Rose McGowan celebrates Harvey Weinstein conviction

Rose McGowan celebrates Harvey Weinstein conviction

Actress Rose McGowan said Harvey Weinstein will finally know how it feels to have "power wrapped around his neck" after the disgraced film mogul was convicted of rape and sexual assault. Weinstein, once one of Hollywood's most powerful and feared men, is facing up to 29 years in prison after a New York City jury found him guilty of attacking two women.

It was the first trial of the #MeToo era, which was sparked by a torrent of allegations against the 67-year-old studio boss in October 2017.

McGowan was one of the earliest - and most prominent - of Weinstein's accusers.

"Today is a powerful day," she said. "And a huge step forward in collective healing. 20 years ago I decided to come after Weinstein because I'd heard about him doing this to someone else, and then I heard him doing it to someone else, and someone else.

"Every one of us who has come forward, we have a name, we have a history, we have a life, we are more than Weinstein. But today, because of the brave women, who bared their deepest hurt for the world to see, he's in Rikers Island.

"For once he won't be sitting comfortably. For once he will know what it's like to have power wrapped around his neck. Today is not a referendum on #MeToo, this is taking out the trash."

It was alleged throughout the trial Weinstein leveraged his immense power and influence to exploit women and the jury heard harrowing testimony from a string of accusers.

He was convicted on charges stemming from a 2006 sexual assault and a 2013 rape. The jury found Weinstein not guilty on the most serious charge, predatory sexual assault, that could have resulted in a life sentence.

Weinstein faces between five and 25 years in prison, the Manhattan District Attorney said, with sentencing on March 11.

Weinstein's lawyers say they will appeal.

After the verdicts were returned on Monday, Judge James Burke ordered Weinstein taken to jail immediately.

Court officers handcuffed him, put their arms under his, and led him unsteadily from the courtroom via a side door without the use of the walker he relied on for much of the trial.

He was later taken from the courthouse in an ambulance, strapped to a stretcher in his suit, in what was believed to be a precautionary measure, and taken to a locked unit at Bellevue Hospital.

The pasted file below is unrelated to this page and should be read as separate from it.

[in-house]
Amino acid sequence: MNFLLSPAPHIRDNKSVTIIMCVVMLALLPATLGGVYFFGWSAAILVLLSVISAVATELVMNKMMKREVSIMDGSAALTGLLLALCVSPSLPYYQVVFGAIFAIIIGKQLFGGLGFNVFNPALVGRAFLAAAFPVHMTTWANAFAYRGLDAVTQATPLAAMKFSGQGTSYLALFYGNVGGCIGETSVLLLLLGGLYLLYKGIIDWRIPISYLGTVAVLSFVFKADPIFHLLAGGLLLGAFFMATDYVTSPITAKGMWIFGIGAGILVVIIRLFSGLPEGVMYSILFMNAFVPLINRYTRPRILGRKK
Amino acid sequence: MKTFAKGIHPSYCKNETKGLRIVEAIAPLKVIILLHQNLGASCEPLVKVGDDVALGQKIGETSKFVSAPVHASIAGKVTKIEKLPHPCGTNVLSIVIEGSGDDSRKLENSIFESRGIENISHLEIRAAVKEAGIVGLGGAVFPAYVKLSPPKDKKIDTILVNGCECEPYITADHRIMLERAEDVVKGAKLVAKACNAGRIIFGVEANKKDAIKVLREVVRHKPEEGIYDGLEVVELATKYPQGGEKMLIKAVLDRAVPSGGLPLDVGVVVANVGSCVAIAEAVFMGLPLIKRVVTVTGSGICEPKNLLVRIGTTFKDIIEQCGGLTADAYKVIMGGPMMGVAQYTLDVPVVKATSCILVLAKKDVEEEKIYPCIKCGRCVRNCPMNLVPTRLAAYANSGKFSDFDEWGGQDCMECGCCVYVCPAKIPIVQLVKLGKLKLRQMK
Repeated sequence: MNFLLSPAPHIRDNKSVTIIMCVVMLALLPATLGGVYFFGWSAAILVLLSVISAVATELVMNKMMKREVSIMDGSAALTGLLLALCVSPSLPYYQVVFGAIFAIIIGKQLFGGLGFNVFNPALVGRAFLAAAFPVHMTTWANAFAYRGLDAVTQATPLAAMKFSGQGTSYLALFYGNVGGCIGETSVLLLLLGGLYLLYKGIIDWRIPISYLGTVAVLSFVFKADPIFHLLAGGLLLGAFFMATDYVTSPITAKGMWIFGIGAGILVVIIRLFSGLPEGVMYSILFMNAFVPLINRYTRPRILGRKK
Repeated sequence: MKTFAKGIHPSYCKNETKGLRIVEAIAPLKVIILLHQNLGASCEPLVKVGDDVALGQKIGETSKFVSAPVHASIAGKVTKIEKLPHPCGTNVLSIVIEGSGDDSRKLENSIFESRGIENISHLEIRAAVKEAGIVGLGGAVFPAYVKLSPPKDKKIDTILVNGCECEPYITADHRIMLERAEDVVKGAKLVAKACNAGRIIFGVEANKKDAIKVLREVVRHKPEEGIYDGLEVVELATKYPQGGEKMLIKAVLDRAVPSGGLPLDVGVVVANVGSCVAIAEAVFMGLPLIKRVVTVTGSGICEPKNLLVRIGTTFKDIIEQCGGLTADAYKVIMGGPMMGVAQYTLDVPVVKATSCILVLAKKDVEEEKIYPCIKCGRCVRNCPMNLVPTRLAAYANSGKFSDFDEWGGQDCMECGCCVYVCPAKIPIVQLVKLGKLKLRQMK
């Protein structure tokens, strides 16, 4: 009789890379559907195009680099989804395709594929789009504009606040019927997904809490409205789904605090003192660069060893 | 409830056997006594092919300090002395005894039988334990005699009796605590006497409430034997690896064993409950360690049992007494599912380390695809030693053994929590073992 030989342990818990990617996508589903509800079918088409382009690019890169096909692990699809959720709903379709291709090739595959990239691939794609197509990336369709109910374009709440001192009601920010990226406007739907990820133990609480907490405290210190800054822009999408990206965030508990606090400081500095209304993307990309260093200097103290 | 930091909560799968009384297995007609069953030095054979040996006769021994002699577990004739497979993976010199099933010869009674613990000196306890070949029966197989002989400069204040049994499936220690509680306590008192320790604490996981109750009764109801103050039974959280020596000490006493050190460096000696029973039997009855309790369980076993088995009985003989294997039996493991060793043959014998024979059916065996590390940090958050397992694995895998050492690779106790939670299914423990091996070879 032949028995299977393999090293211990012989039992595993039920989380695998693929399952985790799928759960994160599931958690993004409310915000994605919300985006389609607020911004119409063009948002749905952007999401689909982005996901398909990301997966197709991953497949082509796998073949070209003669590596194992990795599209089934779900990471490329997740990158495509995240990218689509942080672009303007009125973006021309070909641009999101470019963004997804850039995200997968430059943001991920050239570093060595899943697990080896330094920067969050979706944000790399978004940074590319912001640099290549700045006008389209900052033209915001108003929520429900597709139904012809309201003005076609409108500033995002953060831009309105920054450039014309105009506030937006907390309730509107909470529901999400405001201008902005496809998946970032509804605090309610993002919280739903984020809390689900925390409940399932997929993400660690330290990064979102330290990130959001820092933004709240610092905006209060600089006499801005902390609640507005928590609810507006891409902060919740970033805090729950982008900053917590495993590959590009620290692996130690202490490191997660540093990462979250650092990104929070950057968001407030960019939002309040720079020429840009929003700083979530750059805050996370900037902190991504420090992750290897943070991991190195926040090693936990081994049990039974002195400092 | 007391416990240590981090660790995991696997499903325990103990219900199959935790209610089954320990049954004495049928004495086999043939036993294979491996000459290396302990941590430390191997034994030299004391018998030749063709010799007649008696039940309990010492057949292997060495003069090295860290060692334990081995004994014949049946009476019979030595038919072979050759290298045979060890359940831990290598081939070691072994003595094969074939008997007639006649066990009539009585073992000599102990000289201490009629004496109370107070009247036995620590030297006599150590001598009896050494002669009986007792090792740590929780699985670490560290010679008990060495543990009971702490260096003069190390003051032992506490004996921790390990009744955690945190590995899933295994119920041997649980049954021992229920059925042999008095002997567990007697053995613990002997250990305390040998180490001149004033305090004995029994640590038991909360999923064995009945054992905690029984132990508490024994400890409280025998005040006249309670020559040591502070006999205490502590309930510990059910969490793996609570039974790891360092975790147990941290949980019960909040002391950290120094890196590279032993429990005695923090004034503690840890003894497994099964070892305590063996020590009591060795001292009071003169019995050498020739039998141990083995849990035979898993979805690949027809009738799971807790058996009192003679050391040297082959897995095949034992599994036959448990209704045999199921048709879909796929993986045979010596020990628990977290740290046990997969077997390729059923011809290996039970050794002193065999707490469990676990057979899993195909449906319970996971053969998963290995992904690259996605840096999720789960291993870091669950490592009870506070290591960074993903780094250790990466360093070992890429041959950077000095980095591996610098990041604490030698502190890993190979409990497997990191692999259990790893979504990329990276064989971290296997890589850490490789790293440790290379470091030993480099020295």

The judge said he would ask that Weinstein, who had been free on bail since his arrest nearly two years ago, be held in the jail's infirmary after his lawyers said he needed medical attention following unsuccessful back surgery.

McGowan, who alleges she was assaulted by Weinstein in the 1990s, praised the other women who came forward and said she wanted to cause a "massive cultural reset".

She said: "We achieved that already with what happened but today the trashman came.

"He said to all the little girls and little boys who get hurt in this world, some day maybe you too can have a voice."

Former Charmed star McGowan, 46, added: "I believe we can be better as a world, as people, as humans. Today is one more step forward in that direction."

British actress Lysette Anthony alleges Weinstein raped her at her home in London in the 1980s.

The Hollyoaks star paid tribute to the women who testified in court and attacked Weinstein's defence team for how they attempted to shield a "very rich, serial, predatory, rapist".

She said: "This is the day that truth has won. This is a momentous day and this is the day that hiding behind vicious, petty, transactional defence was slaughtered.

"That's what we did and I am very proud to be part with you all."

Actress Ashley Judd, another of the dozens of women to make allegations against Weinstein, tweeted: "For the women who testified in this case, and walked through traumatic hell, you did a public service to girls and women everywhere, thank you."

Former Sopranos star Annabella Sciorra gave evidence in court that Weinstein had raped her in her New York City apartment in the mid-1990s.

Weinstein was acquitted on the two counts of predatory sexual assault that hinged on Sciorra's evidence.

In a statement following the verdict, she said: "My testimony was painful but necessary. I spoke for myself and with the strength of the 80-plus victims of Harvey Weinstein in my heart.

"While we hope for continued righteous outcomes that bring absolute justice, we can never regret breaking the silence. For in speaking truth to power we pave the way for a more just culture, free of the scourge of violence against women."

Following the verdict, Manhattan District Attorney Cyrus R Vance Jr hailed a "new day".

He said: "This is the new landscape for survivors of sexual assault in America. This is a new day.

"It's a new day because Harvey Weinstein has finally been held accountable for crimes he committed. The women who came forward courageously, and at great risk, made that happen."

Tina Tchen, president and CEO of the TIME'S UP Foundation, said it marked a "new era of justice".

Weinstein is also facing charges in Los Angeles.

Published: by Radio NewsHub
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